ZiPS Top 100 Prospects: Jimenez, Happ, Cease, Candelario, Caratini Make the Cut

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ZiPS Top 100 Prospects: Jimenez, Happ, Cease, Candelario, Caratini Make the Cut

Chicago Cubs

Another day, and another top 100 prospect list is out!

With Keith Law kicking off the “top 100” segment of prospect rankings season this past week, there’s another one to take a look at, also at ESPN: Dan Szymborski’s ZiPS top 100.

If you’re familiar with ZiPS (it’s a projection system), then you probably immediately wonder how the system comes up with a prospect list. Unlike traditional prospect rankings that are based on a variety of inputs and subjective evaluation, the ZiPS rankings are purely analytical and data-driven.

So, as you would with any other prospect list, you can’t take this, on its own, as gospel. Instead, it’s merely another tool in the tool belt when evaluating prospects, and thinking about their possible future value.

You can see the explanation and more analysis in Szymborski’s write-up, as well as the full list of 100.

Some Cubs-related comments:

  • The same three Cubs prospects that appeared on Law’s top 100 appear here, and in the same order: Eloy Jimenez is ranked 36 (Law had him at 12), Ian Happ is ranked 55 (Law had him at 63), and Dylan Cease is ranked 59 (Law had him 86).
  • To me, these differences make perfect sense when you combine subjectivity and scouting into what we know about the risks and/or upside on these guys (because of his low level and low walk rate, ZiPS would see more risk in Jimenez, even though humans know the huge upside; Happ is limited by humans a bit because of the defensive questions; Cease is limited by humans a lot because of the injury questions).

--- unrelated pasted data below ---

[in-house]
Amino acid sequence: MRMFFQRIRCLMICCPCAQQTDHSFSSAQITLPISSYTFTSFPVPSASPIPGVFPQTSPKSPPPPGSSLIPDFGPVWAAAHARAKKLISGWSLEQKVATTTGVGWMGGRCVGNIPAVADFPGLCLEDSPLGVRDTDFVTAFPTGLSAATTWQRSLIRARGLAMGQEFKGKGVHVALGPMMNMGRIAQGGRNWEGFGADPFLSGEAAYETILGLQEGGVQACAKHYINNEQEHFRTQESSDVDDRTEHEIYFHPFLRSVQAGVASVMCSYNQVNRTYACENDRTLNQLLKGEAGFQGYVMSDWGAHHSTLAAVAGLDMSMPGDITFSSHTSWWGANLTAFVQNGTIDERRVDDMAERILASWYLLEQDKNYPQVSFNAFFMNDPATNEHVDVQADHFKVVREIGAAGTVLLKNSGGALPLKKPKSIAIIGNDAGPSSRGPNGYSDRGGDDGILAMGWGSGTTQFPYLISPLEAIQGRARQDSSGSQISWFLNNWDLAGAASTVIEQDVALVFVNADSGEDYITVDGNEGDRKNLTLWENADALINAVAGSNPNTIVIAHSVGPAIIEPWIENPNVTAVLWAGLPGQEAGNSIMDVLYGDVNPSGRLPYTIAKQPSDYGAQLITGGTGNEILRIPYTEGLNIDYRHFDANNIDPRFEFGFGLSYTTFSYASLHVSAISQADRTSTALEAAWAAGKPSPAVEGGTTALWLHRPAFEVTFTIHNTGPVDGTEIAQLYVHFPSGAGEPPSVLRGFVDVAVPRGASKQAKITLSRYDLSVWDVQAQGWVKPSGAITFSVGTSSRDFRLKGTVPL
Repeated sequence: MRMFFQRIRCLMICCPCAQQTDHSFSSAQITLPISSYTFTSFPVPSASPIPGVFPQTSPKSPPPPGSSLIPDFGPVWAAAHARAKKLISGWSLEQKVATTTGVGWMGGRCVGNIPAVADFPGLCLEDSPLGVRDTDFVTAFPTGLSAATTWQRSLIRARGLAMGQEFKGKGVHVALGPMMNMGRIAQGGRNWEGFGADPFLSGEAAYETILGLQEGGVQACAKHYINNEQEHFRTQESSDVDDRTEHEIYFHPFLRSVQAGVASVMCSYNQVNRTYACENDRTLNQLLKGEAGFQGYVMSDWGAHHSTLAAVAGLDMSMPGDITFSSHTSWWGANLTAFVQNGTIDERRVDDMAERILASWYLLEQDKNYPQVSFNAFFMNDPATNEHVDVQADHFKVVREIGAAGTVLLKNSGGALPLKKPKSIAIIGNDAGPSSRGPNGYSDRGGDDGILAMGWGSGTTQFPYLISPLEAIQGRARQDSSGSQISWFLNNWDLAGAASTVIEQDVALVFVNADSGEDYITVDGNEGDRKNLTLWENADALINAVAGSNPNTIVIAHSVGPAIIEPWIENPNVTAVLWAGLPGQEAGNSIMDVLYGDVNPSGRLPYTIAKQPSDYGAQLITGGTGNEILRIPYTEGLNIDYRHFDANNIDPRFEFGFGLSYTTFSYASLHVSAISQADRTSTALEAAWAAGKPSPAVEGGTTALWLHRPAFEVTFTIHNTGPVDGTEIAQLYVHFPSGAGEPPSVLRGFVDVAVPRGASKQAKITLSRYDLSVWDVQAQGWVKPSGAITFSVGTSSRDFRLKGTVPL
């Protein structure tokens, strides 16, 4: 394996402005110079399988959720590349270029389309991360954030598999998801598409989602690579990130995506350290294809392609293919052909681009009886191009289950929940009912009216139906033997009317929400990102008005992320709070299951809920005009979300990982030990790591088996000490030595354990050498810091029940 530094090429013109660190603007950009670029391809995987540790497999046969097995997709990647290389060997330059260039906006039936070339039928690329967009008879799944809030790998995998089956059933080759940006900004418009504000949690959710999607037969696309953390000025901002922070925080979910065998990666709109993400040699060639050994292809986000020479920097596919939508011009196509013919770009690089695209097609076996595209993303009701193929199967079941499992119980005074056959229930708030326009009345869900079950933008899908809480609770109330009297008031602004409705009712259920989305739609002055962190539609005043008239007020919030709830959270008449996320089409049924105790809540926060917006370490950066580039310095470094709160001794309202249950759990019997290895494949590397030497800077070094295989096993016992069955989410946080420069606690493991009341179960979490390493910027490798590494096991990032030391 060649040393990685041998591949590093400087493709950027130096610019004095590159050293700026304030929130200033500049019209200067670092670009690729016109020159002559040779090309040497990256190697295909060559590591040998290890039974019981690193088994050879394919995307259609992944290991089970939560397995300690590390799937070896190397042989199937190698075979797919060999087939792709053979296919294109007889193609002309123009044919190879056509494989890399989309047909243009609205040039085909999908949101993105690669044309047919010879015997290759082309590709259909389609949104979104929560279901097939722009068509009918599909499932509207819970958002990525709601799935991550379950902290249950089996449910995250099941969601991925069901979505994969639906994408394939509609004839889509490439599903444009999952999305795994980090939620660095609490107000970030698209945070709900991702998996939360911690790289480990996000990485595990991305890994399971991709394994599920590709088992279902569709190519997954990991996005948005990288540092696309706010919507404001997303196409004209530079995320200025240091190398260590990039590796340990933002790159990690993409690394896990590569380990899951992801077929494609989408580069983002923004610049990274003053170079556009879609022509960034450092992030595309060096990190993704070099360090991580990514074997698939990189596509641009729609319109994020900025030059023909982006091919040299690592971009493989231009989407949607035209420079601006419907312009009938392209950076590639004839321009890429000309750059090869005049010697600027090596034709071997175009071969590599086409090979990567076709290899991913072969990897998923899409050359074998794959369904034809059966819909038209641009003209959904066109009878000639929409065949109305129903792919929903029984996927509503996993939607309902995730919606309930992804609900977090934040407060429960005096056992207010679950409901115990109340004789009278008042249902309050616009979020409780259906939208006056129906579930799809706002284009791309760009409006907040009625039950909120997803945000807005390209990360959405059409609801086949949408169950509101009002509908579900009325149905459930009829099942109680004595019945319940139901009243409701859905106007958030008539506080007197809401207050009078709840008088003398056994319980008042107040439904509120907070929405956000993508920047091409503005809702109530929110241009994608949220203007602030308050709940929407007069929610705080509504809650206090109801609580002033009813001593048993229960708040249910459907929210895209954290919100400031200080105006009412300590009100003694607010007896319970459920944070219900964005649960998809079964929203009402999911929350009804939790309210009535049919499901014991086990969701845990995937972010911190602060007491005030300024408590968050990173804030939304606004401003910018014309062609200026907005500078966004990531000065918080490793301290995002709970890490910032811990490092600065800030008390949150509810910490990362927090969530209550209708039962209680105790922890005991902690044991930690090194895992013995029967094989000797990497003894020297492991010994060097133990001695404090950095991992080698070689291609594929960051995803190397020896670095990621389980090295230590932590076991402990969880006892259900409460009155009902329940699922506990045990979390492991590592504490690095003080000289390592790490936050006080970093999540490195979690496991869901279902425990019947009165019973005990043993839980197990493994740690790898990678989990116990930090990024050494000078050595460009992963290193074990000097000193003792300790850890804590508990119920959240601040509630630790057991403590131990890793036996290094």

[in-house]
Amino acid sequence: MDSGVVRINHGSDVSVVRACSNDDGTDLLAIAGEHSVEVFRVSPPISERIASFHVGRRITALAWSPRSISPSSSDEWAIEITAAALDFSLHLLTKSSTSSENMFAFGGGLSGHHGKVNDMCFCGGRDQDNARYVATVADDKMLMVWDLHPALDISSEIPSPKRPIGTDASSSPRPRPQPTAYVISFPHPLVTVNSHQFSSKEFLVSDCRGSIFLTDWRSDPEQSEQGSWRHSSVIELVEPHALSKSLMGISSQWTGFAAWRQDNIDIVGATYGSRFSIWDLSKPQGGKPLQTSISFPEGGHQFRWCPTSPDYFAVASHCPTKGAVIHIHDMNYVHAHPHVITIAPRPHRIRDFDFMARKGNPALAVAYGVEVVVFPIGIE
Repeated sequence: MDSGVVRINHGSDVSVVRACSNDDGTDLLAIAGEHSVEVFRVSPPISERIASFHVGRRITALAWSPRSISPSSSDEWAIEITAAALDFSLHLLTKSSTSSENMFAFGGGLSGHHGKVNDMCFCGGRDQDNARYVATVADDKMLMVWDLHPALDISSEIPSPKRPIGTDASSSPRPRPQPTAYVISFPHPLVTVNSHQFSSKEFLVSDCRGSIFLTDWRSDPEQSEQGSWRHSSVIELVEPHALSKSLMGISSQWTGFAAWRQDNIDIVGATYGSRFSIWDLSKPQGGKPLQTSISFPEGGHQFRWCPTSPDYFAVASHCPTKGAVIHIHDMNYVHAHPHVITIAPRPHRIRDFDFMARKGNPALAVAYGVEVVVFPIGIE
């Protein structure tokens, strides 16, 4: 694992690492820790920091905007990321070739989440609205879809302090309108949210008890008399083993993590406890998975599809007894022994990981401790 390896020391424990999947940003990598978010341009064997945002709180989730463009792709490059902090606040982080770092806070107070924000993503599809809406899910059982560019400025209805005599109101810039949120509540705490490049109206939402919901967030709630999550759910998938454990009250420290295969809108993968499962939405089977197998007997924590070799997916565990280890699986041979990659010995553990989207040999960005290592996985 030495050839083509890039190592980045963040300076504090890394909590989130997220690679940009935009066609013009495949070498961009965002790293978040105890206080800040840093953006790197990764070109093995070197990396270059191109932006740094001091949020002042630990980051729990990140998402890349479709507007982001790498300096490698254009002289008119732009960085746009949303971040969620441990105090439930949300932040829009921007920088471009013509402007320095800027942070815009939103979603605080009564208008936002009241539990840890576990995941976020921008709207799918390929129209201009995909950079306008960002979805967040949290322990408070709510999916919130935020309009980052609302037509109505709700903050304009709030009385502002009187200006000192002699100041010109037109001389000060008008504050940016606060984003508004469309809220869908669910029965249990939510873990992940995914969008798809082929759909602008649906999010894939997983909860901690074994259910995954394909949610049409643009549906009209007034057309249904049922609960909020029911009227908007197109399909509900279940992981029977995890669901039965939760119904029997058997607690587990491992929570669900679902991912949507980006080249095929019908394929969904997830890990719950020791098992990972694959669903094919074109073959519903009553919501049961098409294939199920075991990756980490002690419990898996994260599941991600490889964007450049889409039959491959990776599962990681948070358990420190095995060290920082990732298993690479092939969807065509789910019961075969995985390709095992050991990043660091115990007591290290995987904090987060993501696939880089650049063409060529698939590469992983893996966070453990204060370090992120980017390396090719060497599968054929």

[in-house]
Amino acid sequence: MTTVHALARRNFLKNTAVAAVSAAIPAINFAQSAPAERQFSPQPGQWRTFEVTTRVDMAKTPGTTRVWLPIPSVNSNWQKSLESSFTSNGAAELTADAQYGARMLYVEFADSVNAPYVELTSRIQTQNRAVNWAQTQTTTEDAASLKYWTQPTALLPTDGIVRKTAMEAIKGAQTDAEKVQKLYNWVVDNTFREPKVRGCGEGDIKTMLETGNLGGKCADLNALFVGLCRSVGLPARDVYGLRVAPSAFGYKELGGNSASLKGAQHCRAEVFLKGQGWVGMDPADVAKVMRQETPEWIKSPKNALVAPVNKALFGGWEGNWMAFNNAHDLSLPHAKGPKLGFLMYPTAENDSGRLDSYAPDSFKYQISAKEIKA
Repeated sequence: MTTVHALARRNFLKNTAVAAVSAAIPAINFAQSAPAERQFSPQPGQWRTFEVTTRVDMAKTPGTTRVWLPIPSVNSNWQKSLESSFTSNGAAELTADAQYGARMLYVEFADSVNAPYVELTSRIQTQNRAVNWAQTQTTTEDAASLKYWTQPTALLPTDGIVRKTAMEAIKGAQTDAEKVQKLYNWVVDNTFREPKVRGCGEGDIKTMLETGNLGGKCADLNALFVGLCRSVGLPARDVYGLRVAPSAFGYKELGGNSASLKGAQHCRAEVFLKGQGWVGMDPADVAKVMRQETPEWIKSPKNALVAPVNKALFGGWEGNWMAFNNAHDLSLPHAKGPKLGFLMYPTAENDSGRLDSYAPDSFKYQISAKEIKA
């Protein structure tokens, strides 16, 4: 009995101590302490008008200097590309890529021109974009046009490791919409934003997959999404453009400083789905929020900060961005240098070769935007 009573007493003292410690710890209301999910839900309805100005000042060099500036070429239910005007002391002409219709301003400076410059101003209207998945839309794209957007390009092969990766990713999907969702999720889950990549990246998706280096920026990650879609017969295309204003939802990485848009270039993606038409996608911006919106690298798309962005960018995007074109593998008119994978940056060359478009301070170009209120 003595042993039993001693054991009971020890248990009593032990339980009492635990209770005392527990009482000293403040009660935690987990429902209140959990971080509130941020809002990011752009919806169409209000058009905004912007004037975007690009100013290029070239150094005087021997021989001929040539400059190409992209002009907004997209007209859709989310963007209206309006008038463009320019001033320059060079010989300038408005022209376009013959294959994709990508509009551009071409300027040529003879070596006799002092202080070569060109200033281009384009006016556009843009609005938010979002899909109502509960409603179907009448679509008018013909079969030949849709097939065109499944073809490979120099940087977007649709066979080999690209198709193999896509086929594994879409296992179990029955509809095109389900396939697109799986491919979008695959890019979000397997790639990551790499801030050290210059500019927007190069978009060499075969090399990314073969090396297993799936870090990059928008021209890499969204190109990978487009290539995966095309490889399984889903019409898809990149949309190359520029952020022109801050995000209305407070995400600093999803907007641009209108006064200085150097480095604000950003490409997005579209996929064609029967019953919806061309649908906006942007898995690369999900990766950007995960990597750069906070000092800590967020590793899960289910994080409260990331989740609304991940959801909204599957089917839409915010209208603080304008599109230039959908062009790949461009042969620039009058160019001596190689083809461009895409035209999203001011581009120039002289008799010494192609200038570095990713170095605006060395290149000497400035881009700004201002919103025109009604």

• Two other Cubs make the ZiPS list: Jeimer Candelario is 66 after his enormous year at AAA, and Victor Caratini is 95 after continuing his steady ascent last year. I would guess that both of those players are dinged on traditional lists because of defensive questions (some don’t believe Candelario can play anywhere but third or first base, and is only passable there (though, interestingly, other scouts believe he can be above average at third base); Caratini is still developing in his defensive abilities behind the plate after starting his professional career at third base, and then splitting time behind the plate since then).
  • Candelario is in a bit of an odd spot right now, as the bat is probably ready for the big leagues, but there’s no obvious regular spot for him on the big league team. Caratini could be back-up catching depth for the Cubs as soon as the second half of this season (if absolutely necessary), but it’s more likely he’ll keep developing at AA/AAA in 2017. Caratini was just added to the 40-man roster this past November.

Author: Brett Taylor

Brett Taylor is the Editor and Lead Cubs Writer at Bleacher Nation, and you can find him on Twitter at @BleacherNation and @Brett_A_Taylor.